In the colonies that would later form Canada, the vote was a privilege reserved for a limited segment of the population – mainly affluent men.Eligibility was based on property ownership: to be eligible, an individual had to own property or assets of a specified value or pay a certain amount in taxes or rent.
In short, only a fraction of the population could vote.
Since then, the situation has improved markedly, and in the following pages we provide a brief history of its evolution.
Evolution of the right to vote was neither consistent nor ordered.
The right to vote was not extended gradually and steadily to encompass new categories of citizens; rather, it evolved haphazardly, with the franchise expanding and contracting numerous times and each colony proceeding at a different pace.
For example, the degree of wealth needed for eligibility changed several times, with the result that people who had been entitled to vote suddenly found themselves deprived of that right, only to have it returned sometime later.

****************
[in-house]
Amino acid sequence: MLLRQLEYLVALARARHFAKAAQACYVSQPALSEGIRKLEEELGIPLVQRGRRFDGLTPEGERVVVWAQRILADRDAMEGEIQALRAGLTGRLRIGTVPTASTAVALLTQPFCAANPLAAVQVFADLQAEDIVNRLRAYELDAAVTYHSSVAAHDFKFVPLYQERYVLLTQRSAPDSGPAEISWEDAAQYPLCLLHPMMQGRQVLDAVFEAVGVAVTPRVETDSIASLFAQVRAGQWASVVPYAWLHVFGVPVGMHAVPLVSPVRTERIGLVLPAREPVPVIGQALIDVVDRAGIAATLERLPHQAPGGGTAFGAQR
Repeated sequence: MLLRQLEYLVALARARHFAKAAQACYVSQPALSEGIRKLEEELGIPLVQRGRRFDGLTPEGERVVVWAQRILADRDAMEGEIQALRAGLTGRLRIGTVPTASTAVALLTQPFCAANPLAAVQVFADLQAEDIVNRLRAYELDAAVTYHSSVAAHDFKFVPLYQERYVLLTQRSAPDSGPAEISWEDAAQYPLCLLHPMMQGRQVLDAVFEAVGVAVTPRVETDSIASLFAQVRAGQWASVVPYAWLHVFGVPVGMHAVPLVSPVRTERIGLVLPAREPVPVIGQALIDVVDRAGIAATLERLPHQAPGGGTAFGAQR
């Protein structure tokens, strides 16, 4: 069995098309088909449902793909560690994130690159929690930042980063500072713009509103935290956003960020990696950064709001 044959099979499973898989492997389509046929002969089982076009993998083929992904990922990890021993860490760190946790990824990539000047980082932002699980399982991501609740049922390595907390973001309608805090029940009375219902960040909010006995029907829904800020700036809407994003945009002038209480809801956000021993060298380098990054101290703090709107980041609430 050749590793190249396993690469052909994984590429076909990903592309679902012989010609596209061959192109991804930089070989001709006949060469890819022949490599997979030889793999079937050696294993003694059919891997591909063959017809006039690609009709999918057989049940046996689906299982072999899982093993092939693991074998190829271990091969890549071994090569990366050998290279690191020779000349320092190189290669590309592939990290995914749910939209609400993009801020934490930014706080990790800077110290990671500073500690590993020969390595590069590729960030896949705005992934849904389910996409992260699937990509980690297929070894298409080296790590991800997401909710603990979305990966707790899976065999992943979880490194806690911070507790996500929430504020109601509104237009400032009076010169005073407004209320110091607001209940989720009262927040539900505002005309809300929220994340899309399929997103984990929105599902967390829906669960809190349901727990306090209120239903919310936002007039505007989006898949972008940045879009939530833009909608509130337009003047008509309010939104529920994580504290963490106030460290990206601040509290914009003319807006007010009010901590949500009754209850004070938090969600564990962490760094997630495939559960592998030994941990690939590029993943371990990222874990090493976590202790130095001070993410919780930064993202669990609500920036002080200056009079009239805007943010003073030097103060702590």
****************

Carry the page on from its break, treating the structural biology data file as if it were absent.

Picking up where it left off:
Similarly, laws were adopted from time to time that withdrew the right to vote from groups that had previously enjoyed it.Charles Walter Simpson used gouache, watercolour and oil to depict the Conseil de Québec, established in 1657.Four of its six members – one each from Trois-Rivières and Montréal, two from Québec – were elected by the small number of New France residents who qualified as Moreover, there was often quite a discrepancy between legal provisions and reality.Having the right to vote did not – and does not now – guarantee that an elector could exercise that right.Early in Canada's history, voting conditions set out in the law opened the door to a host of fraudulent schemes that, in practical terms, restricted the voting rights of a significant portion of the electorate at various times.For example: How many voters, living far from their riding's only polling station, relinquished their right to vote rather than travel long distances in often harsh conditions? Oral voting made it easier for votes to be bought; it also opened the door to intimidation and blackmail, since bribers could easily tell whether the voters whose votes they had bought voted as instructed.